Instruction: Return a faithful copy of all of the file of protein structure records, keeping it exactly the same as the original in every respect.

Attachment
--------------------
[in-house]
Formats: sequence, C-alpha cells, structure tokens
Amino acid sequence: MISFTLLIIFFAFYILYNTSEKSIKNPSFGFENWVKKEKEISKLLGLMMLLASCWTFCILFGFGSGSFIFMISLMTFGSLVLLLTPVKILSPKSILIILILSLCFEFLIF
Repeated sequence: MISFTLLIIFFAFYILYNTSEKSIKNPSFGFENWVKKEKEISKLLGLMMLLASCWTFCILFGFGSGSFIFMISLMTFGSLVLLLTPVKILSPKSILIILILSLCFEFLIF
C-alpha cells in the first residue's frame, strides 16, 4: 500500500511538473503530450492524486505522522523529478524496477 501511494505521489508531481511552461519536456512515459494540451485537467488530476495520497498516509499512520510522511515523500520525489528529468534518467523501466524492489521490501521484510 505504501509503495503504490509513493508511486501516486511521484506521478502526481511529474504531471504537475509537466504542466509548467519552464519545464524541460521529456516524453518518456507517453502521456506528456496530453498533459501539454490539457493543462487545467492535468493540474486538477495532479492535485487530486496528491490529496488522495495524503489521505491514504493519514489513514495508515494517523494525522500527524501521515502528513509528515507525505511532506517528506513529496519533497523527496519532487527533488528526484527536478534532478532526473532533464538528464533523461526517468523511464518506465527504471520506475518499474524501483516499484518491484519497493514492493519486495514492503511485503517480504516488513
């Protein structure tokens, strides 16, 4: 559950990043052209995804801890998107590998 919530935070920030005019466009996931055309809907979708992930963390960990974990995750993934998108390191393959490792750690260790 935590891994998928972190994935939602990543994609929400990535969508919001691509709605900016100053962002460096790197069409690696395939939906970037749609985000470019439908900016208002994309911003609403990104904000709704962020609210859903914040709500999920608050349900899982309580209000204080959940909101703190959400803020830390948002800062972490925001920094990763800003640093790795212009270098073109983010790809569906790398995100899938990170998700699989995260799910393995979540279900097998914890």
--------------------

[in-house]
Formats: sequence, C-alpha cells, structure tokens
Amino acid sequence: MISFTLLIIFFAFYILYNTSEKSIKNPSFGFENWVKKEKEISKLLGLMMLLASCWTFCILFGFGSGSFIFMISLMTFGSLVLLLTPVKILSPKSILIILILSLCFEFLIF
Repeated sequence: MISFTLLIIFFAFYILYNTSEKSIKNPSFGFENWVKKEKEISKLLGLMMLLASCWTFCILFGFGSGSFIFMISLMTFGSLVLLLTPVKILSPKSILIILILSLCFEFLIF
C-alpha cells in the first residue's frame, strides 16, 4: 500500500511538473503530450492524486505522522523529478524496477 501511494505521489508531481511552461519536456512515459494540451485537467488530476495520497498516509499512520510522511515523500520525489528529468534518467523501466524492489521490501521484510 505504501509503495503504490509513493508511486501516486511521484506521478502526481511529474504531471504537475509537466504542466509548467519552464519545464524541460521529456516524453518518456507517453502521456506528456496530453498533459501539454490539457493543462487545467492535468493540474486538477495532479492535485487530486496528491490529496488522495495524503489521505491514504493519514489513514495508515494517523494525522500527524501521515502528513509528515507525505511532506517528506513529496519533497523527496519532487527533488528526484527536478534532478532526473532533464538528464533523461526517468523511464518506465527504471520506475518499474524501483516499484518491484519497493514492493519486495514492503511485503517480504516488513
């Protein structure tokens, strides 16, 4: 559950990043052209995804801890998107590998 919530935070920030005019466009996931055309809907979708992930963390960990974990995750993934998108390191393959490792750690260790 935590891994998928972190994935939602990543994609929400990535969508919001691509709605900016100053962002460096790197069409690696395939939906970037749609985000470019439908900016208002994309911003609403990104904000709704962020609210859903914040709500999920608050349900899982309580209000204080959940909101703190959400803020830390948002800062972490925001920094990763800003640093790795212009270098073109983010790809569906790398995100899938990170998700699989995260799910393995979540279900097998914890």